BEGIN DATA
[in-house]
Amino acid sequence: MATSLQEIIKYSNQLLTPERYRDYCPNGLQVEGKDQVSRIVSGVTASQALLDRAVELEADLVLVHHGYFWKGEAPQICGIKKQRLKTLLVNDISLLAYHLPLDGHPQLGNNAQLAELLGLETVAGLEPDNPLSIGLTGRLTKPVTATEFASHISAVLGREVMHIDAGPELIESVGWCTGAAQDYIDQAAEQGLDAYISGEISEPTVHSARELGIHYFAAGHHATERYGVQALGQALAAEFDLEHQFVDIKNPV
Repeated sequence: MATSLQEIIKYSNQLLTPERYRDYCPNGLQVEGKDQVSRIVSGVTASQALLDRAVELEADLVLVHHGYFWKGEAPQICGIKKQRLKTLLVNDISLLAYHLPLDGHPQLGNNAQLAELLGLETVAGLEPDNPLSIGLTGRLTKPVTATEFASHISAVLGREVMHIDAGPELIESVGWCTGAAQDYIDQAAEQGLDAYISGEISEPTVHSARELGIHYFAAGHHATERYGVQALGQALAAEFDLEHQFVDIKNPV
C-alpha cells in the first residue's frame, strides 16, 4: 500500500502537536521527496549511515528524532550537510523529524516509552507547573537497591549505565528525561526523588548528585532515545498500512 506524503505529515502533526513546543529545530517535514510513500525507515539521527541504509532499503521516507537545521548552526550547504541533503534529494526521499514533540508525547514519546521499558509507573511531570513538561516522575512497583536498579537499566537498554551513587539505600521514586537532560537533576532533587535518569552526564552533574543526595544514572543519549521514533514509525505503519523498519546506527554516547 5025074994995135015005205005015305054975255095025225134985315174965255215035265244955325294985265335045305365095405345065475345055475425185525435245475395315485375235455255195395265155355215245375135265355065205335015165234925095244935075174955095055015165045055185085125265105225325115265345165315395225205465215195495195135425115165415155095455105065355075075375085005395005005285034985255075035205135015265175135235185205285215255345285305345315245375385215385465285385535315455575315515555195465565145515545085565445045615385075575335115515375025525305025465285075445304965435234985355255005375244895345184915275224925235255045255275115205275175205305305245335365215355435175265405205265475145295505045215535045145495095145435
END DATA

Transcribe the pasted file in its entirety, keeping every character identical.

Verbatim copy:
[in-house]
Amino acid sequence: MATSLQEIIKYSNQLLTPERYRDYCPNGLQVEGKDQVSRIVSGVTASQALLDRAVELEADLVLVHHGYFWKGEAPQICGIKKQRLKTLLVNDISLLAYHLPLDGHPQLGNNAQLAELLGLETVAGLEPDNPLSIGLTGRLTKPVTATEFASHISAVLGREVMHIDAGPELIESVGWCTGAAQDYIDQAAEQGLDAYISGEISEPTVHSARELGIHYFAAGHHATERYGVQALGQALAAEFDLEHQFVDIKNPV
Repeated sequence: MATSLQEIIKYSNQLLTPERYRDYCPNGLQVEGKDQVSRIVSGVTASQALLDRAVELEADLVLVHHGYFWKGEAPQICGIKKQRLKTLLVNDISLLAYHLPLDGHPQLGNNAQLAELLGLETVAGLEPDNPLSIGLTGRLTKPVTATEFASHISAVLGREVMHIDAGPELIESVGWCTGAAQDYIDQAAEQGLDAYISGEISEPTVHSARELGIHYFAAGHHATERYGVQALGQALAAEFDLEHQFVDIKNPV
C-alpha cells in the first residue's frame, strides 16, 4: 500500500502537536521527496549511515528524532550537510523529524516509552507547573537497591549505565528525561526523588548528585532515545498500512 506524503505529515502533526513546543529545530517535514510513500525507515539521527541504509532499503521516507537545521548552526550547504541533503534529494526521499514533540508525547514519546521499558509507573511531570513538561516522575512497583536498579537499566537498554551513587539505600521514586537532560537533576532533587535518569552526564552533574543526595544514572543519549521514533514509525505503519523498519546506527554516547 5025074994995135015005205005015305054975255095025225134985315174965255215035265244955325294985265335045305365095405345065475345055475425185525435245475395315485375235455255195395265155355215245375135265355065205335015165234925095244935075174955095055015165045055185085125265105225325115265345165315395225205465215195495195135425115165415155095455105065355075075375085005395005005285034985255075035205135015265175135235185205285215255345285305345315245375385215385465285385535315455575315515555195465565145515545085565445045615385075575335115515375025525305025465285075445304965435234985355255005375244895345184915275224925235255045255275115205275175205305305245335365215355435175265405205265475145295505045215535045145495095145435